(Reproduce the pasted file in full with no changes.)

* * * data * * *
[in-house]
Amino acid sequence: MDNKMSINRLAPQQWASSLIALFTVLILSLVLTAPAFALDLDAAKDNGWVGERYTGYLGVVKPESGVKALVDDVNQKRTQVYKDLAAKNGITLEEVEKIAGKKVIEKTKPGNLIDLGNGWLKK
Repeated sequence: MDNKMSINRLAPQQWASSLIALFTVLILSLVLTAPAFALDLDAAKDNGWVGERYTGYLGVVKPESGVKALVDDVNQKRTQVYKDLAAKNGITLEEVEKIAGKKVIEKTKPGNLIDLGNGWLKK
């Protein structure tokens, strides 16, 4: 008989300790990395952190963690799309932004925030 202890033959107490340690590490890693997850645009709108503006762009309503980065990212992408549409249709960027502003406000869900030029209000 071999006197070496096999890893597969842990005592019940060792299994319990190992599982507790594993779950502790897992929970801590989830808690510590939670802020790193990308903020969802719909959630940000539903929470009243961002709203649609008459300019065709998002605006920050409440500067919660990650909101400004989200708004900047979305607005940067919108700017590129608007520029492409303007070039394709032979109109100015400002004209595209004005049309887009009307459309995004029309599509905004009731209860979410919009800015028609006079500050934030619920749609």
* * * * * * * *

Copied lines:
[in-house]
Amino acid sequence: MDNKMSINRLAPQQWASSLIALFTVLILSLVLTAPAFALDLDAAKDNGWVGERYTGYLGVVKPESGVKALVDDVNQKRTQVYKDLAAKNGITLEEVEKIAGKKVIEKTKPGNLIDLGNGWLKK
Repeated sequence: MDNKMSINRLAPQQWASSLIALFTVLILSLVLTAPAFALDLDAAKDNGWVGERYTGYLGVVKPESGVKALVDDVNQKRTQVYKDLAAKNGITLEEVEKIAGKKVIEKTKPGNLIDLGNGWLKK
């Protein structure tokens, strides 16, 4: 008989300790990395952190963690799309932004925030 202890033959107490340690590490890693997850645009709108503006762009309503980065990212992408549409249709960027502003406000869900030029209000 071999006197070496096999890893597969842990005592019940060792299994319990190992599982507790594993779950502790897992929970801590989830808690510590939670802020790193990308903020969802719909959630940000539903929470009243961002709203649609008459300019065709998002605006920050409440500067919660990650909101400004989200708004900047979305607005940067919108700017590129608007520029492409303007070039394709032979109109100015400002004209595209004005049309887009009307459309995004029309599509905004009731209860979410919009800015028609006079500050934030619920749609």